Verizon Wireless’ Wardriving Rig (Can You Hear Me Now?)

Can You Hear Me Now, from Jeff Veen.It turns out that Verizon (and all the other carriers, presumably) really do go around asking “can you hear me now?” The actual test conversation sounds different (possible source?) and the testing is automated, but there really are people out in the world doing real coverage testing.

I guess I naively assumed that it was all theoretical and computer modeled, or something. Anyway, MobileTracker rode around Tampa, FL, with a Verizon Wireless test guy Levy Rippy back in February:

Verizon Wireless operates testing teams in major markets all across the US. Levy typically logs 3,000+ miles per month (and that’s city driving, I don’t envy him). Besides testing their own network, these teams check up on their competitors. Levy’s rig was testing Verizon Wireless, Sprint PCS, ALLTEL, Nextel, T-Mobile and AT&T (Cingular). In addition to voice, each company’s data service is tested. Data testing is still pretty new so EV-DO hasn’t been worked into the system, only 1xRTT is checked for Verizon Wireless.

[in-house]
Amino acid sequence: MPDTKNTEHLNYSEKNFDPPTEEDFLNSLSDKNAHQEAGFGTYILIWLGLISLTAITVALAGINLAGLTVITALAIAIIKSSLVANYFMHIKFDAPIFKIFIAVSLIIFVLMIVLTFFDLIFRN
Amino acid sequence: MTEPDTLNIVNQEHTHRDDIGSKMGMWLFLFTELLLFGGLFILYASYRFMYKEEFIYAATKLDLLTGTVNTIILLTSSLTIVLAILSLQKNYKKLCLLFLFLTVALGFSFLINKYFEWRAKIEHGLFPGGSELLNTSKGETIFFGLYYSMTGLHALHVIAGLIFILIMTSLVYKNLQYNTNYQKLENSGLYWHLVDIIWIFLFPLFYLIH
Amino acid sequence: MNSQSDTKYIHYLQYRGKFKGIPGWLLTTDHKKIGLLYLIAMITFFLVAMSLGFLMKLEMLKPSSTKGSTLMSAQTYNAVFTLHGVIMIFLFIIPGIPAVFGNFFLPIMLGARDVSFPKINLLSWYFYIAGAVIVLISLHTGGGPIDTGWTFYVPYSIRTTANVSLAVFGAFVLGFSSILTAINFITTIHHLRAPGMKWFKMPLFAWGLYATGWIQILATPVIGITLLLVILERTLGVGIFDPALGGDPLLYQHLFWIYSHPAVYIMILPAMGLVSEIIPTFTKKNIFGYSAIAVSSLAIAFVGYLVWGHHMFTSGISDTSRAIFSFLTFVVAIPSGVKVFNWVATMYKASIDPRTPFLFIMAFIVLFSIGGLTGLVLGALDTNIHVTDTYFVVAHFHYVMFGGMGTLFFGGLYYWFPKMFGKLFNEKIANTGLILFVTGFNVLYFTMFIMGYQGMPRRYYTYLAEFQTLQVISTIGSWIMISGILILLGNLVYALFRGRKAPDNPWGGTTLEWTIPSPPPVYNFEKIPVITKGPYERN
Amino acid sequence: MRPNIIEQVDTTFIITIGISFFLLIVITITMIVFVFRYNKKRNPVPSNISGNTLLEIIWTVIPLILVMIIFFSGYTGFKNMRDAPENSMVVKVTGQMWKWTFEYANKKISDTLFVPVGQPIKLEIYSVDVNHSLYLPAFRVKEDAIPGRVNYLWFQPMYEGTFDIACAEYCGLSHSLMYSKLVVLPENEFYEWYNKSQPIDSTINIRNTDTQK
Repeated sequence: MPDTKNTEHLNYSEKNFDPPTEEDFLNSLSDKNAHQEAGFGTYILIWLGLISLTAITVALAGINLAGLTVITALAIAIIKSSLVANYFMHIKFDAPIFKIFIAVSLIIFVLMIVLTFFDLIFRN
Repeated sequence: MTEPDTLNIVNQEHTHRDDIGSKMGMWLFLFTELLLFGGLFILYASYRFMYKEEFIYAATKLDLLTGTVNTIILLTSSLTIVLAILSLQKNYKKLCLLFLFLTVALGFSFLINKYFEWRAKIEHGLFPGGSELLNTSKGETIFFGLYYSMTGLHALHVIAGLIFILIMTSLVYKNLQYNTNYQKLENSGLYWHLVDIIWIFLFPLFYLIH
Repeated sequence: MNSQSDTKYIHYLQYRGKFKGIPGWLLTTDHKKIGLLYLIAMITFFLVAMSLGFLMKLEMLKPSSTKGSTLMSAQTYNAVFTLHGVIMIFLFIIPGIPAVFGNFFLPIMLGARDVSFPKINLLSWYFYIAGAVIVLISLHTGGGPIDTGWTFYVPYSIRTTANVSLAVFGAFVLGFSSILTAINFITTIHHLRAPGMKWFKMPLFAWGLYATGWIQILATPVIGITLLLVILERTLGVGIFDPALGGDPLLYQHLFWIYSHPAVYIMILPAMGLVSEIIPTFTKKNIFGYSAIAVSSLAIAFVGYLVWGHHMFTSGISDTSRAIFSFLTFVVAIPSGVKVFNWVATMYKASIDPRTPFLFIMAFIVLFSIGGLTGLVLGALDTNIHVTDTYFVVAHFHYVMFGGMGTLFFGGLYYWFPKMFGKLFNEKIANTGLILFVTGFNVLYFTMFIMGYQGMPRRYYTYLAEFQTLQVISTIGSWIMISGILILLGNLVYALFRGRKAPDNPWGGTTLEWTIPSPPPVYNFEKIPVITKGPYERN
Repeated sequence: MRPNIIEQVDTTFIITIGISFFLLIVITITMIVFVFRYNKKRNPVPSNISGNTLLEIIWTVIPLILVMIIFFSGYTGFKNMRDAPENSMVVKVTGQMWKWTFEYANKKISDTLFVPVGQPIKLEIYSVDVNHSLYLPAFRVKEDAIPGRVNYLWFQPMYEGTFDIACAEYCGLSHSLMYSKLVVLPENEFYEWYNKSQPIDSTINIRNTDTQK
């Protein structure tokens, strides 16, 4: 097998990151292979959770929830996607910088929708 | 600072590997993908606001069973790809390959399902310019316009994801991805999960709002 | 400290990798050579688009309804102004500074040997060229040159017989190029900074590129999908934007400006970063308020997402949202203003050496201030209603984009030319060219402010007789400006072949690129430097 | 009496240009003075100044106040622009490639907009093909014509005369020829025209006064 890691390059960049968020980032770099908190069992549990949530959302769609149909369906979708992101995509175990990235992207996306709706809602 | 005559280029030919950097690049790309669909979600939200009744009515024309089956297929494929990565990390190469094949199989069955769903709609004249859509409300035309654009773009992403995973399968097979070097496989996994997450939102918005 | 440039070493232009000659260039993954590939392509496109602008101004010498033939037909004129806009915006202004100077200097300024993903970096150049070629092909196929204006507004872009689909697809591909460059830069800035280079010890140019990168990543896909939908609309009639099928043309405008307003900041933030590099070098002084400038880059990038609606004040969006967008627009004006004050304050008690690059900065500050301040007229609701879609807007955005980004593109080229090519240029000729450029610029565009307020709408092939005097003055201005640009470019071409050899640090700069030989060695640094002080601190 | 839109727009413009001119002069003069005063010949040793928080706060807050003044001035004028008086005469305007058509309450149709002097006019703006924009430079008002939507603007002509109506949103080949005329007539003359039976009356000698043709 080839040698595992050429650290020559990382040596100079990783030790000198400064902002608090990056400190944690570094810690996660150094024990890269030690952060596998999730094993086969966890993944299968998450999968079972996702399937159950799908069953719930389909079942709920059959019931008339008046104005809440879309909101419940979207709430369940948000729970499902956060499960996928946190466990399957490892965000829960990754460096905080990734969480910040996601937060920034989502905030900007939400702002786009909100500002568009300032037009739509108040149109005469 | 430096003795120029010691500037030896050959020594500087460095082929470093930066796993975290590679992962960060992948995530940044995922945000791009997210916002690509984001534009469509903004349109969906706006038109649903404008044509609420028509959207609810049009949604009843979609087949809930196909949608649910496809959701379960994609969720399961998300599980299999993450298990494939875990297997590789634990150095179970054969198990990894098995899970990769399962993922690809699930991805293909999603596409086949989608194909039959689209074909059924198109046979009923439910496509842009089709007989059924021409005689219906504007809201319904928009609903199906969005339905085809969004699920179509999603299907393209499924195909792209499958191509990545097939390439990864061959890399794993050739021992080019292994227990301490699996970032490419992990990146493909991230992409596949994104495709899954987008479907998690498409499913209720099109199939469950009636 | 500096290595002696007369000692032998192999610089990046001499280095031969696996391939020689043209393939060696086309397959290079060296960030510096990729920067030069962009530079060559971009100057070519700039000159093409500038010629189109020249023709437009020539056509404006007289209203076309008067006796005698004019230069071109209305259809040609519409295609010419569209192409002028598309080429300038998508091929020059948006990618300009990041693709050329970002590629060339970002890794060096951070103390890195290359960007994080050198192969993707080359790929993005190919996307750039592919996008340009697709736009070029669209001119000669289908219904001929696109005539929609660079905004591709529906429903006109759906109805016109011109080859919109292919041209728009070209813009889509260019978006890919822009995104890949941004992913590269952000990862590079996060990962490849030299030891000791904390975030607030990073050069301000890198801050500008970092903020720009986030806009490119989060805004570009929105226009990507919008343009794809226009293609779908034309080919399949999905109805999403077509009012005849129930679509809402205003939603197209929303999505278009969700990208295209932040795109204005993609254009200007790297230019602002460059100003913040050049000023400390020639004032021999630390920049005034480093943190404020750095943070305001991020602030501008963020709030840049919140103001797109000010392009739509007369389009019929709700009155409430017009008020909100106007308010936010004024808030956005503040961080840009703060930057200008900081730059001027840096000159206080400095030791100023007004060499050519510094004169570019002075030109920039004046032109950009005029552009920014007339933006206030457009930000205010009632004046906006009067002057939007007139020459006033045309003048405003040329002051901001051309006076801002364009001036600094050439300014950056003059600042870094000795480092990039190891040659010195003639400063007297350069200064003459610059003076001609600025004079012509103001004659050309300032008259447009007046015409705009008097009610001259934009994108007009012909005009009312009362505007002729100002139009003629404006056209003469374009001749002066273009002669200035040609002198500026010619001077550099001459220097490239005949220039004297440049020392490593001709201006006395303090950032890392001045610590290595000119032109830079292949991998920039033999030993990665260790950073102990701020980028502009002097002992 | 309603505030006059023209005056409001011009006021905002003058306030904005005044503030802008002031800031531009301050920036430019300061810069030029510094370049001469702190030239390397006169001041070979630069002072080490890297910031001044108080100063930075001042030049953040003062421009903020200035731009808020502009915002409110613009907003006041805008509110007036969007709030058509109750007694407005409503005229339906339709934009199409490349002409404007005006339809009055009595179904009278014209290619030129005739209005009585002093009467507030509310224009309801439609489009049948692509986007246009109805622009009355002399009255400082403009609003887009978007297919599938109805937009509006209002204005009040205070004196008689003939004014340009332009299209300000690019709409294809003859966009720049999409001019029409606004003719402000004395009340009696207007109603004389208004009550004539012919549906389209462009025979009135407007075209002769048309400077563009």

The author notes that he’d like to see a consumer organization do similar testing and release the maps/data to the public. Cost of test equipment might be a barrier, as the Verizon Wireless test rig reportedly costs over $250,000. The low cost of WiFi equipment and ease with which we can map hotspots has spoiled us, though I bet the right person could knock together some hacker-grade test equipment in an evening. Airtime, of course, could get expensive.

Picture credit: Jeff Veen and his brother.